Microsoft’s Windows 10 S will be called ‘S Mode’ instead
Microsoft is taking a new approach to Windows 10 S, its Chrome OS rival that offers a lighter version of Windows by limiting users to Microsoft Store apps only. According to Thurrott and Neowin, the company is planning a new “S Mode” for Windows 10 Home, Enterprise, and Pro, effectively dropping Windows 10 S as a standalone product.
There are few functional differences between S Mode and existing versions of Windows 10 S, and it also locks down the operating system so it only runs apps from the Microsoft Store. Still, the shift from a separate OS to a “mode” that you can toggle off appears a tacit acknowledgement of the general reception of it.
Thurrott reports that while 60 per cent of Windows 10 S users remain on the OS, 60 per cent of those who end up switching do so in the first 24 hours of receiving their device. Clearly, those who switch know what they want, and it feels more intuitive to be able to opt-out of the mode instead of upgrading to a separate product.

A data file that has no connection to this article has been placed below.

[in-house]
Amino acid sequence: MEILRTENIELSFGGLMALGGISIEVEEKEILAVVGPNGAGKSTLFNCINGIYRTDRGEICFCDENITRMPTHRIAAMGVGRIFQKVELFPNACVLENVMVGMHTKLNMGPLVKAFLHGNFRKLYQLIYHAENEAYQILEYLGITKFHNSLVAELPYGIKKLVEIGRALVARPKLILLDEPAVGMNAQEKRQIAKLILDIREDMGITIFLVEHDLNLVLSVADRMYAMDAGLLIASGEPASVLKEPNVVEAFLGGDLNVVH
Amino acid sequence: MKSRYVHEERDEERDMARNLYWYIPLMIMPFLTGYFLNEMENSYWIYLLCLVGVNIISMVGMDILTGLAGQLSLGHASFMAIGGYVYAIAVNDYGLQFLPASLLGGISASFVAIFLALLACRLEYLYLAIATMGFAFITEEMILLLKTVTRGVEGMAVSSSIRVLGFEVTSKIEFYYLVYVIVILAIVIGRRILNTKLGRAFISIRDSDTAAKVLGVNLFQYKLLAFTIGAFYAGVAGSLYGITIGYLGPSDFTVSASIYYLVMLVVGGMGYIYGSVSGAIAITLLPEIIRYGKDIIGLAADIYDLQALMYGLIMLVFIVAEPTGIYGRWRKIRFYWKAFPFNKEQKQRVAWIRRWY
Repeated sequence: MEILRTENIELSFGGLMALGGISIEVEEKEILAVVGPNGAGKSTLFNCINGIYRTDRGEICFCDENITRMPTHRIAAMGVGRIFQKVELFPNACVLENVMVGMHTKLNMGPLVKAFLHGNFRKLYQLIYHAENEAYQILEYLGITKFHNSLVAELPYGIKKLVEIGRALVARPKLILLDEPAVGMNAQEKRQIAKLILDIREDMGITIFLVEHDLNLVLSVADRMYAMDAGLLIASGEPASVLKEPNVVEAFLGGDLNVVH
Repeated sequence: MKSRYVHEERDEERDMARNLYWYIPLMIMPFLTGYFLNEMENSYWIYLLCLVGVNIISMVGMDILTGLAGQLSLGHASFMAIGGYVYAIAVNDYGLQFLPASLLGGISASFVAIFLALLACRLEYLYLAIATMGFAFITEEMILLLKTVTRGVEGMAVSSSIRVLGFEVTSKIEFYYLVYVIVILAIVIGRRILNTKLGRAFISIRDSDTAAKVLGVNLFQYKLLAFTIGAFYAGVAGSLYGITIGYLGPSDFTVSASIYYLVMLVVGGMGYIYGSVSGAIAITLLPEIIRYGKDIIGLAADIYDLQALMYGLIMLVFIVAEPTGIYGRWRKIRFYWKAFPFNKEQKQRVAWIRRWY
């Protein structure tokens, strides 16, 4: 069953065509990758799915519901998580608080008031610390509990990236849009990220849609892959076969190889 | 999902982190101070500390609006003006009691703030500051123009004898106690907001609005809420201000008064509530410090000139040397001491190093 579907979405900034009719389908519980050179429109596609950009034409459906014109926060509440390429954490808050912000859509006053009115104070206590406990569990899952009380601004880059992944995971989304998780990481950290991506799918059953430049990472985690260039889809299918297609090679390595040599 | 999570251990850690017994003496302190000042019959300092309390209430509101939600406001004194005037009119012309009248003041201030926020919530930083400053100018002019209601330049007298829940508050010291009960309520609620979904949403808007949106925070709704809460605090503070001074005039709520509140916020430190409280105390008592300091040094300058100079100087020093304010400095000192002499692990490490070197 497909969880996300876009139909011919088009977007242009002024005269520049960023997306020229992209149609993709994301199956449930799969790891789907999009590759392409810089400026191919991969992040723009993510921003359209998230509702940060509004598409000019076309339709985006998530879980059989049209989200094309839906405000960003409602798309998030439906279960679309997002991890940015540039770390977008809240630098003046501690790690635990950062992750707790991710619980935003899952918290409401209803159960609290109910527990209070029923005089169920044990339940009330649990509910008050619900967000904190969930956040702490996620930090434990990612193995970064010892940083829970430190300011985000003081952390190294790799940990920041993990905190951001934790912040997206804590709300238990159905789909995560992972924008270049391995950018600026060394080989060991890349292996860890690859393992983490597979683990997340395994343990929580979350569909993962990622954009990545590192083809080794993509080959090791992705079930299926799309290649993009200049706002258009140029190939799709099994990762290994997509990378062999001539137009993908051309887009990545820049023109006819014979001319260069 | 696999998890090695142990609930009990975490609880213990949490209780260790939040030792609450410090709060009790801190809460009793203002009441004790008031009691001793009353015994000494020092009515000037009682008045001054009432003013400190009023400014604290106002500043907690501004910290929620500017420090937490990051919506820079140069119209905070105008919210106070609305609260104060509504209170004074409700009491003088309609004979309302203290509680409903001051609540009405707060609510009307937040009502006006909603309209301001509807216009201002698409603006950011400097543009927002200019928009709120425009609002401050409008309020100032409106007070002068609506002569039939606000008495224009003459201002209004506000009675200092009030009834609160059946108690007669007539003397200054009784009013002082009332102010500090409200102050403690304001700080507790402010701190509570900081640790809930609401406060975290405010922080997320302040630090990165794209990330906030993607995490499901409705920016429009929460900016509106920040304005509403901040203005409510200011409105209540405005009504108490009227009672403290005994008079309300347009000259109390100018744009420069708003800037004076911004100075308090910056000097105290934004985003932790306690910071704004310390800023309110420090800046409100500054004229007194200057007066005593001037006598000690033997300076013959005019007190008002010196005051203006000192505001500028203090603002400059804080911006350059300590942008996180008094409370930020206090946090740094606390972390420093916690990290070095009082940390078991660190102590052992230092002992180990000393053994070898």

S Mode will now be more closely tied to the full version of Windows 10, in the sense that the barriers to upgrade are lower, depending on which version of the OS you want to run.
For instance, Microsoft is reportedly planning to allow PCs running on S Mode to upgrade to Windows 10 Home for free. On the other hand, those who want Windows 10 Pro may have to pay US$49 to get full access.
This could also pave the way for more PCs to ship with S Mode enabled, but there’s still no confirmation as to when the new approach will kick in.